> From: PJ Weisberg <pjweisb...@gmail.com> > > On Oct 16, 2013 5:51 AM, "Roy Vardi" <roy.va...@gmail.com> wrote: > > > Say I have a commit hash which is shared by two branches (I cherry-picked > it from one branch to the other). > > The hash is a SHA-1 hash of all the commit metadata: tree, timestamp, > *parent*, etc. > > A commit created by cherry-picking will have a different parent (history), > a different tree (assuming some files in one branch are different from the > other branch), and other different metadata. So it will have a different > hash from the commit or was based on.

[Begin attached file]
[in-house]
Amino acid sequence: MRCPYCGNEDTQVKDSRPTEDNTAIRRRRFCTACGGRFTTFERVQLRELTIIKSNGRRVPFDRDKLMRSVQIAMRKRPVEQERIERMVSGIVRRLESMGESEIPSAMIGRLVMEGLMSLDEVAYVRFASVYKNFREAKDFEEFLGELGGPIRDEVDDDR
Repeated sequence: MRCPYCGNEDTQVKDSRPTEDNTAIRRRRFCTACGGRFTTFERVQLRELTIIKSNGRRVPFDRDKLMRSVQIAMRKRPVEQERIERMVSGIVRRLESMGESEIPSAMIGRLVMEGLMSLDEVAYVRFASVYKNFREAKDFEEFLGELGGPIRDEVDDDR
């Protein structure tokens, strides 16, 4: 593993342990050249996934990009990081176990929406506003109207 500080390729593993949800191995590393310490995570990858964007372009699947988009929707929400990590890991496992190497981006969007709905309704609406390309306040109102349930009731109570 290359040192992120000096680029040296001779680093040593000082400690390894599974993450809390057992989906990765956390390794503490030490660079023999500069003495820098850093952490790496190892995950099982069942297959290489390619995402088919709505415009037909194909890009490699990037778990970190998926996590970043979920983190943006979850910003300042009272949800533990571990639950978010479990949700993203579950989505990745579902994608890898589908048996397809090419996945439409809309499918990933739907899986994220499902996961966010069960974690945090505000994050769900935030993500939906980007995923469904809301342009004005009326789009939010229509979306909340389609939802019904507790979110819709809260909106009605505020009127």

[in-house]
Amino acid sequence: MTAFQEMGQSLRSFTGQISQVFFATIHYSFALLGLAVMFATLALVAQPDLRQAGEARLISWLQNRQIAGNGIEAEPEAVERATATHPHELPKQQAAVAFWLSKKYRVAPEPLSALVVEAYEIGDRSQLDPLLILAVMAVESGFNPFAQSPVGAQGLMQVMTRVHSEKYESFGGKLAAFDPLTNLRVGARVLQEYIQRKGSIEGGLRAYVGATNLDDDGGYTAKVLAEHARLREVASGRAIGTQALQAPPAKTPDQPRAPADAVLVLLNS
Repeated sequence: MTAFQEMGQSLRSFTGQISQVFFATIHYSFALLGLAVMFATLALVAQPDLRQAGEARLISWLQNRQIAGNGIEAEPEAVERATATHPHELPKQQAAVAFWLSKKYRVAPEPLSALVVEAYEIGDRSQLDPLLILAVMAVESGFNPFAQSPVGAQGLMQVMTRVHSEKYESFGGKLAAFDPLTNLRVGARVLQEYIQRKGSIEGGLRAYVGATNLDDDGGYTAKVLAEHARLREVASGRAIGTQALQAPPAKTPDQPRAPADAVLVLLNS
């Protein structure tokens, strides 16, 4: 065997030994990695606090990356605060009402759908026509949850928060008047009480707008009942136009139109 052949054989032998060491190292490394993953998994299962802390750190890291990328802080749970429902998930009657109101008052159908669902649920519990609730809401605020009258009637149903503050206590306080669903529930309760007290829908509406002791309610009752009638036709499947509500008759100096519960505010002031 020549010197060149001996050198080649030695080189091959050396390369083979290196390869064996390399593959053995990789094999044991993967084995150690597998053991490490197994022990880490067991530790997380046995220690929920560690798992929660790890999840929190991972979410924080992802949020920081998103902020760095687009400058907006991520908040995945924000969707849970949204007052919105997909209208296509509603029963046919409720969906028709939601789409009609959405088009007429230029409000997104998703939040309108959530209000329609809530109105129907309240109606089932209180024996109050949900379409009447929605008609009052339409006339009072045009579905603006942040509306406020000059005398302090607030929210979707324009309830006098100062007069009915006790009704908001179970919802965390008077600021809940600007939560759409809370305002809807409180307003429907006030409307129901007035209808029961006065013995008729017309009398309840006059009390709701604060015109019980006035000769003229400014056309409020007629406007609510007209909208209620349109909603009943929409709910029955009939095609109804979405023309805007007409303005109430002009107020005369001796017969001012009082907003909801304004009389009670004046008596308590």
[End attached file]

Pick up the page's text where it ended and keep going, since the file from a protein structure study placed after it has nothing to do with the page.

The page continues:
Although often people (incorrectly) use the word "commit" to designate not a commit, but the changes that were introduced by the commit. In that sense, a "commit" can be copied from one place in the commit tree and applied in another. It would help a great deal if people used the term "delta" in this circumstance -- "I cherry-picked a delta from one branch to another, creating a new commit which introduced the same changes as were introduced by the old commit." Dale -- You received this message because you are subscribed to the Google Groups "Git for human beings" group. To unsubscribe from this group and stop receiving emails from it, send an email to git-users+unsubscr...@googlegroups.com. For more options, visit https://groups.google.com/groups/opt_out.